When Orville Wright
made the first successful flight of an airplane at Kitty Hawk, North Carolina, on December 17, 1903, no one could have envisioned the impact that the historic occasion would have on Hagerstown, Maryland
, and the tri-state area of Maryland, Pennsylvania, and West Virginia. When Sherman M. Fairchild bought controlling interest in Hagerstown’s Kreider-Reisner Aircraft in 1929, the stage was set for the newly formed Fairchild Aircraft to become a major contributor to the country’s World War II
efforts. In 1939, the company was awarded a contract to build 270 PT-19 trainers for the U.S. Army Air Corps. By the spring of 1944, Fairchild had manufactured more than 5,000 of the primary trainers, which became synonymous with the city of Hagerstown. When asked by the military to “put wings on a railroad boxcar,” Fairchild responded with various cargo aircraft including the C-82, the C-119, and the C-123. Fairchild’s contribution to the world of aviation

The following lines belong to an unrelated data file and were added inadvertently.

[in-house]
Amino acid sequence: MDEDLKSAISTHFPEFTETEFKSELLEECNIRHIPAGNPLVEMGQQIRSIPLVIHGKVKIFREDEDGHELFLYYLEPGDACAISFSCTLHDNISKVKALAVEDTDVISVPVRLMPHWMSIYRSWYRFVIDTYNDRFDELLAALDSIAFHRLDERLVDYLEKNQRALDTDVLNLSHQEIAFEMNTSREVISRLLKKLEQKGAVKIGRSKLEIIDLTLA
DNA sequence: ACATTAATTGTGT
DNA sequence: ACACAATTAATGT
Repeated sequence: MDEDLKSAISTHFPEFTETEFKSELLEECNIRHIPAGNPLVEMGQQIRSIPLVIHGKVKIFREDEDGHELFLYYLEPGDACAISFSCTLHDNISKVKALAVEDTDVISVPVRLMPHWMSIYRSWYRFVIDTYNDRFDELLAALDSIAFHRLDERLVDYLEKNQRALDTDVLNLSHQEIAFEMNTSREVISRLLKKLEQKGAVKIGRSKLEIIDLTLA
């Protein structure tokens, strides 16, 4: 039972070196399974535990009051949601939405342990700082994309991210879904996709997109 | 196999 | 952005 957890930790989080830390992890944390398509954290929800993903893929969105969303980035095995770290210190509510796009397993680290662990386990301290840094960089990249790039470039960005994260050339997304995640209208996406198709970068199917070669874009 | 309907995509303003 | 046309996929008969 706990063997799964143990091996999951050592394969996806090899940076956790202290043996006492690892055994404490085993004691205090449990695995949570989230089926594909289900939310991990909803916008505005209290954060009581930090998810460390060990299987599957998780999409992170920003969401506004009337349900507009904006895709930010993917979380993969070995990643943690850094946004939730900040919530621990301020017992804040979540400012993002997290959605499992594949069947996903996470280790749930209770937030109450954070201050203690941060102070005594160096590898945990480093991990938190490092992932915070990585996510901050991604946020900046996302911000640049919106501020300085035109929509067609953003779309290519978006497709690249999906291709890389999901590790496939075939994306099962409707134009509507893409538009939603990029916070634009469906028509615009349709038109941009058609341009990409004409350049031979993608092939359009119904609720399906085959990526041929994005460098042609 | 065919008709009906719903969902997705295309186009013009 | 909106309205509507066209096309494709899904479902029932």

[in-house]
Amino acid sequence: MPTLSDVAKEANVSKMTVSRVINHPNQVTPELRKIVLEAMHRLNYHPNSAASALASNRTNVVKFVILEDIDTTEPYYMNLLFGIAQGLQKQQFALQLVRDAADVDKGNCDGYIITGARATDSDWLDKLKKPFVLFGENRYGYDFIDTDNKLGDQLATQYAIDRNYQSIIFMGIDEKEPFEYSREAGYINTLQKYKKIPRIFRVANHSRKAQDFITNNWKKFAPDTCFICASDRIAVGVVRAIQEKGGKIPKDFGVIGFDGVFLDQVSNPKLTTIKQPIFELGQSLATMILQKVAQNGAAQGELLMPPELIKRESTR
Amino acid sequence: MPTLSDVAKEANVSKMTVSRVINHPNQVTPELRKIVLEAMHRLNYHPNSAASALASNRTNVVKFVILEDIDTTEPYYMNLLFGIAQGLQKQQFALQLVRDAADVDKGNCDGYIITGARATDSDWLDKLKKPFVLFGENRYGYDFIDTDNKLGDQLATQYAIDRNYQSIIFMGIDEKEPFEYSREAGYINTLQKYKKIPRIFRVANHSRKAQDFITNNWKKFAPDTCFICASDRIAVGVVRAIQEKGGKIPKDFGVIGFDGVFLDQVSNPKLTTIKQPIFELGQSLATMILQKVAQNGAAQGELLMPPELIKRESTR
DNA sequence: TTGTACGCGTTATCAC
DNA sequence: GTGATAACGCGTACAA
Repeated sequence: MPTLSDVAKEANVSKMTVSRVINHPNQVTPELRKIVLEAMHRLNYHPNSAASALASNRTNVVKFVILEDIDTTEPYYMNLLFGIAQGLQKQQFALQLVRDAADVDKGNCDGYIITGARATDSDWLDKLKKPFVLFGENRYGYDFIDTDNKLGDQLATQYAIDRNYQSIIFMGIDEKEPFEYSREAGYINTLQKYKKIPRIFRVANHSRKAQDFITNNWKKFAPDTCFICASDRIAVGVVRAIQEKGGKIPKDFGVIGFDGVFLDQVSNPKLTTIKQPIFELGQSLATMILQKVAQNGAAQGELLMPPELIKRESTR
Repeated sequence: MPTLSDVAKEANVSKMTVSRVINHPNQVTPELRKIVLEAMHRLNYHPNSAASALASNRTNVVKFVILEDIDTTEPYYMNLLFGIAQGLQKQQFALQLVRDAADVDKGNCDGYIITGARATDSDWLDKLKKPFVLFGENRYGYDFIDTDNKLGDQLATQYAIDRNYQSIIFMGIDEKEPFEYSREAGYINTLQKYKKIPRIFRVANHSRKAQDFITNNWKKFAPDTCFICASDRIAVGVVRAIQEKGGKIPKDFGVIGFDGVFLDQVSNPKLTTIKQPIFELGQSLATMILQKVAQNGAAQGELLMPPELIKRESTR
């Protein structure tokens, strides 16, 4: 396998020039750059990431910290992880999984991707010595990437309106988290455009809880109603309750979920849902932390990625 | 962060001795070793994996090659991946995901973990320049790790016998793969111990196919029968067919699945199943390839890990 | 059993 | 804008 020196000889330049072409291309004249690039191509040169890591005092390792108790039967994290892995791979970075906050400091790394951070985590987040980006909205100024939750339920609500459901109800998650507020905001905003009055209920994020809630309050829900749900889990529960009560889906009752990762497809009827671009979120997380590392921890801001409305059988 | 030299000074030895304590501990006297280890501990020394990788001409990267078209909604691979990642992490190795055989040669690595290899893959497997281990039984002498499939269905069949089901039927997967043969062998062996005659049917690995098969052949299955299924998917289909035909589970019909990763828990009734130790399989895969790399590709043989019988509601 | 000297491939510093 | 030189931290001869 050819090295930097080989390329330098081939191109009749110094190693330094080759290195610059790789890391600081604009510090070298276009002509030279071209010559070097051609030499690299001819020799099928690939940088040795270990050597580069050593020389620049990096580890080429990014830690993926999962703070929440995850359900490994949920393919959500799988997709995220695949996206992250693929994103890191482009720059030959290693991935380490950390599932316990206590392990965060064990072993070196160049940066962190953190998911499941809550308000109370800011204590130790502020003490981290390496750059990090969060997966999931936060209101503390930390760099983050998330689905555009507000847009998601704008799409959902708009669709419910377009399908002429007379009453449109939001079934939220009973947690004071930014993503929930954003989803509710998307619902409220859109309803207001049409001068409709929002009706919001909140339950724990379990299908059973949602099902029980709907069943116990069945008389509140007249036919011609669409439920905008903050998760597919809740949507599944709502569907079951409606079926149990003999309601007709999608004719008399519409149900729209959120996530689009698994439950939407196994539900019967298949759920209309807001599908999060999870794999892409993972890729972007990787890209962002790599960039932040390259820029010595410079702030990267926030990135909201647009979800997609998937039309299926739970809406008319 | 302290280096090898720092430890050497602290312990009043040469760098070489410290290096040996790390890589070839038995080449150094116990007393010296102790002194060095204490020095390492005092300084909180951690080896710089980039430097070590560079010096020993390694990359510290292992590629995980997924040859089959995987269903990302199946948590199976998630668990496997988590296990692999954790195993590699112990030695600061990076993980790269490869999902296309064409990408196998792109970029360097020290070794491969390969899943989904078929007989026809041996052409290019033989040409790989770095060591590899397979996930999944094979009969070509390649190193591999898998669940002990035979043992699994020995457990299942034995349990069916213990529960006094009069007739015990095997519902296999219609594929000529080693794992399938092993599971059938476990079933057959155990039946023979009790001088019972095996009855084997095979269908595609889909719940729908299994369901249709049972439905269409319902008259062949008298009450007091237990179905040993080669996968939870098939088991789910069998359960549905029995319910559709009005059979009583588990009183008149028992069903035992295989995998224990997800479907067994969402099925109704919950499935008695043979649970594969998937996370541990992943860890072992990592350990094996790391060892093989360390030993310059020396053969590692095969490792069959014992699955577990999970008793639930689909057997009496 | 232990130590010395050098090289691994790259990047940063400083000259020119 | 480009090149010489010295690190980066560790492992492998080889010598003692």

unofficially ended in March 1984 with the delivery of the last of the A-10s contracted by the U.S. Air Force. Over the course of its history in Hagerstown, Fairchild employed more than 50,000 men and women in the manufacture of military and civilian aircraft.
Wilbur and Orville Wright succeeded in the first manned heavier-than-air flight at Kitty Hawk NC in December 1903. Maryland was founded as a colony based on religious tolerance, with particular focus on Catholics. World War II was fought between the Allies and the Axis powers between 1939 and 1945. Americans Wilbur and Orville Wright conducted the first heavier-than-air flight and America has led in aviation innovations ever since.